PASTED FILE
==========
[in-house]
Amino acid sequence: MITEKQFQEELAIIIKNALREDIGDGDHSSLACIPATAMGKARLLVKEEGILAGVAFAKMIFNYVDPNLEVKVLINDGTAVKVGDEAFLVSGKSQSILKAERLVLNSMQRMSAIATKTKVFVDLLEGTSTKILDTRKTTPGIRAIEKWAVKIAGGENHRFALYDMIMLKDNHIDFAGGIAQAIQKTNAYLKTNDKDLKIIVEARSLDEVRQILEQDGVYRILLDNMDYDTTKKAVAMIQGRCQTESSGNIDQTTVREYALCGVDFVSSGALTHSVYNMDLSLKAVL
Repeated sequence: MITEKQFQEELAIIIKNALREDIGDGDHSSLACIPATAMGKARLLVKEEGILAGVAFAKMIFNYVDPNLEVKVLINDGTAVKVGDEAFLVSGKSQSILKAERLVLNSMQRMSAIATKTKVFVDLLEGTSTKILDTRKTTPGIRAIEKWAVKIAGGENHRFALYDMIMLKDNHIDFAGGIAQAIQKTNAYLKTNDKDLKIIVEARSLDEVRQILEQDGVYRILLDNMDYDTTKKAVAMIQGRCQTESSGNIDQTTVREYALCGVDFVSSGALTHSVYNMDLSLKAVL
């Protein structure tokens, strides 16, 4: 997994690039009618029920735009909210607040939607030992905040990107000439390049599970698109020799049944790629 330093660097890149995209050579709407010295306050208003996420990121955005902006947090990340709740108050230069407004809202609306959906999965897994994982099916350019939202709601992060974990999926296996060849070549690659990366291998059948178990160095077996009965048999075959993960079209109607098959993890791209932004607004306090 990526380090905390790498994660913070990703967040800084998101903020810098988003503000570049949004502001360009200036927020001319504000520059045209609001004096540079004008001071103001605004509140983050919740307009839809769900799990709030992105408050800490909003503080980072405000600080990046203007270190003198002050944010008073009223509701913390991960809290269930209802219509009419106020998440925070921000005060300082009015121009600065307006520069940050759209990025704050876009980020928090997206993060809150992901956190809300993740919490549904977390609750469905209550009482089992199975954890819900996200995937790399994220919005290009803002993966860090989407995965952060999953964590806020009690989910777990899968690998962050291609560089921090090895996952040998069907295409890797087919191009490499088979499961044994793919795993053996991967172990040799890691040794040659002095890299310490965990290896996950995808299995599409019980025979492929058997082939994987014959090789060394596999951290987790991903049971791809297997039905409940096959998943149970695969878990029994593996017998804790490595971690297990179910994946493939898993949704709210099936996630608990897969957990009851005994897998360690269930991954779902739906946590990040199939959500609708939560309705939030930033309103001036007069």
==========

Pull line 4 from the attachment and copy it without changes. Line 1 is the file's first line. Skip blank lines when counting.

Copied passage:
């Protein structure tokens, strides 16, 4: 997994690039009618029920735009909210607040939607030992905040990107000439390049599970698109020799049944790629 330093660097890149995209050579709407010295306050208003996420990121955005902006947090990340709740108050230069407004809202609306959906999965897994994982099916350019939202709601992060974990999926296996060849070549690659990366291998059948178990160095077996009965048999075959993960079209109607098959993890791209932004607004306090 990526380090905390790498994660913070990703967040800084998101903020810098988003503000570049949004502001360009200036927020001319504000520059045209609001004096540079004008001071103001605004509140983050919740307009839809769900799990709030992105408050800490909003503080980072405000600080990046203007270190003198002050944010008073009223509701913390991960809290269930209802219509009419106020998440925070921000005060300082009015121009600065307006520069940050759209990025704050876009980020928090997206993060809150992901956190809300993740919490549904977390609750469905209550009482089992199975954890819900996200995937790399994220919005290009803002993966860090989407995965952060999953964590806020009690989910777990899968690998962050291609560089921090090895996952040998069907295409890797087919191009490499088979499961044994793919795993053996991967172990040799890691040794040659002095890299310490965990290896996950995808299995599409019980025979492929058997082939994987014959090789060394596999951290987790991903049971791809297997039905409940096959998943149970695969878990029994593996017998804790490595971690297990179910994946493939898993949704709210099936996630608990897969957990009851005994897998360690269930991954779902739906946590990040199939959500609708939560309705939030930033309103001036007069």